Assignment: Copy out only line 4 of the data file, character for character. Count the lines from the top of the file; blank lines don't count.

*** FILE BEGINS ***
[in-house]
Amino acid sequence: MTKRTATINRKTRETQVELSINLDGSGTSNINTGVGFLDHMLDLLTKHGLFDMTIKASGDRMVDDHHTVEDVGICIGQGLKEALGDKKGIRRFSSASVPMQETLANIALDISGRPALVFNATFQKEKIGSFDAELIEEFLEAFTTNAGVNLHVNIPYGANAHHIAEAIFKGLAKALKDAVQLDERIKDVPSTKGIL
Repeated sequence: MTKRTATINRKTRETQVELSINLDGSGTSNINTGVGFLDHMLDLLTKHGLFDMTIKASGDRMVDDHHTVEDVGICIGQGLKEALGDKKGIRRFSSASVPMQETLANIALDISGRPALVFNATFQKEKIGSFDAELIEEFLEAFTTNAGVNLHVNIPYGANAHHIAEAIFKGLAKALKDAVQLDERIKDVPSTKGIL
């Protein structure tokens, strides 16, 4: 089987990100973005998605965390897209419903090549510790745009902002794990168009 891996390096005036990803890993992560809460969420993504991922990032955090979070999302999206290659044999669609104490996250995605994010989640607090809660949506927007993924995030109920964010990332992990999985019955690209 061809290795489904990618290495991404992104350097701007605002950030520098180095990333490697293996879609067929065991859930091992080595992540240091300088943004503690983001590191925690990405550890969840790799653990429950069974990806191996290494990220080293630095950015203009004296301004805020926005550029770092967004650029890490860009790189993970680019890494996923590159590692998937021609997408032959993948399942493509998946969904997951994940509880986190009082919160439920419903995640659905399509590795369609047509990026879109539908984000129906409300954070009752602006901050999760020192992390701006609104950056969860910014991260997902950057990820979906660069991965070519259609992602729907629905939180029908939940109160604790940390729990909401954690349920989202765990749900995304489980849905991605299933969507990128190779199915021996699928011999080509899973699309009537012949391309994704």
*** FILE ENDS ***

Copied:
């Protein structure tokens, strides 16, 4: 089987990100973005998605965390897209419903090549510790745009902002794990168009 891996390096005036990803890993992560809460969420993504991922990032955090979070999302999206290659044999669609104490996250995605994010989640607090809660949506927007993924995030109920964010990332992990999985019955690209 061809290795489904990618290495991404992104350097701007605002950030520098180095990333490697293996879609067929065991859930091992080595992540240091300088943004503690983001590191925690990405550890969840790799653990429950069974990806191996290494990220080293630095950015203009004296301004805020926005550029770092967004650029890490860009790189993970680019890494996923590159590692998937021609997408032959993948399942493509998946969904997951994940509880986190009082919160439920419903995640659905399509590795369609047509990026879109539908984000129906409300954070009752602006901050999760020192992390701006609104950056969860910014991260997902950057990820979906660069991965070519259609992602729907629905939180029908939940109160604790940390729990909401954690349920989202765990749900995304489980849905991605299933969507990128190779199915021996699928011999080509899973699309009537012949391309994704």